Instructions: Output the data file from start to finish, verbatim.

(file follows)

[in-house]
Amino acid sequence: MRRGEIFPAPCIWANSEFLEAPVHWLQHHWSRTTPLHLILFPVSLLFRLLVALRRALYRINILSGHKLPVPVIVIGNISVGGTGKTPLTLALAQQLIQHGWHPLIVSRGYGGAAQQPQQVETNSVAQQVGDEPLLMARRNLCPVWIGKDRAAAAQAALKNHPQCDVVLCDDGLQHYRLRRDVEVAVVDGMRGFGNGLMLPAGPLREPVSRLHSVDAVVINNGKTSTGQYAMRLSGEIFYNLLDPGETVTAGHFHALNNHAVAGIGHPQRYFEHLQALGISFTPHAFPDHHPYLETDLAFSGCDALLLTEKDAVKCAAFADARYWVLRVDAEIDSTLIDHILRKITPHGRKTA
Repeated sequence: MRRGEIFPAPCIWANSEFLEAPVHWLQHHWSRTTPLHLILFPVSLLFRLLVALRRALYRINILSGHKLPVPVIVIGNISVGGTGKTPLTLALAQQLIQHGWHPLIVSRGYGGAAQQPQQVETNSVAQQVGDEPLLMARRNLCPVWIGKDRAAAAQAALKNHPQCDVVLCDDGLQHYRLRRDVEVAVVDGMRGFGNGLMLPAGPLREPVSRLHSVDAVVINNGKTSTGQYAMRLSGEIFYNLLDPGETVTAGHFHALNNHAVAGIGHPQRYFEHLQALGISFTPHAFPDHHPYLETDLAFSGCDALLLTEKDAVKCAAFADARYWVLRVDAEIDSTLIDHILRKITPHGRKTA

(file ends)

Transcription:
[in-house]
Amino acid sequence: MRRGEIFPAPCIWANSEFLEAPVHWLQHHWSRTTPLHLILFPVSLLFRLLVALRRALYRINILSGHKLPVPVIVIGNISVGGTGKTPLTLALAQQLIQHGWHPLIVSRGYGGAAQQPQQVETNSVAQQVGDEPLLMARRNLCPVWIGKDRAAAAQAALKNHPQCDVVLCDDGLQHYRLRRDVEVAVVDGMRGFGNGLMLPAGPLREPVSRLHSVDAVVINNGKTSTGQYAMRLSGEIFYNLLDPGETVTAGHFHALNNHAVAGIGHPQRYFEHLQALGISFTPHAFPDHHPYLETDLAFSGCDALLLTEKDAVKCAAFADARYWVLRVDAEIDSTLIDHILRKITPHGRKTA
Repeated sequence: MRRGEIFPAPCIWANSEFLEAPVHWLQHHWSRTTPLHLILFPVSLLFRLLVALRRALYRINILSGHKLPVPVIVIGNISVGGTGKTPLTLALAQQLIQHGWHPLIVSRGYGGAAQQPQQVETNSVAQQVGDEPLLMARRNLCPVWIGKDRAAAAQAALKNHPQCDVVLCDDGLQHYRLRRDVEVAVVDGMRGFGNGLMLPAGPLREPVSRLHSVDAVVINNGKTSTGQYAMRLSGEIFYNLLDPGETVTAGHFHALNNHAVAGIGHPQRYFEHLQALGISFTPHAFPDHHPYLETDLAFSGCDALLLTEKDAVKCAAFADARYWVLRVDAEIDSTLIDHILRKITPHGRKTA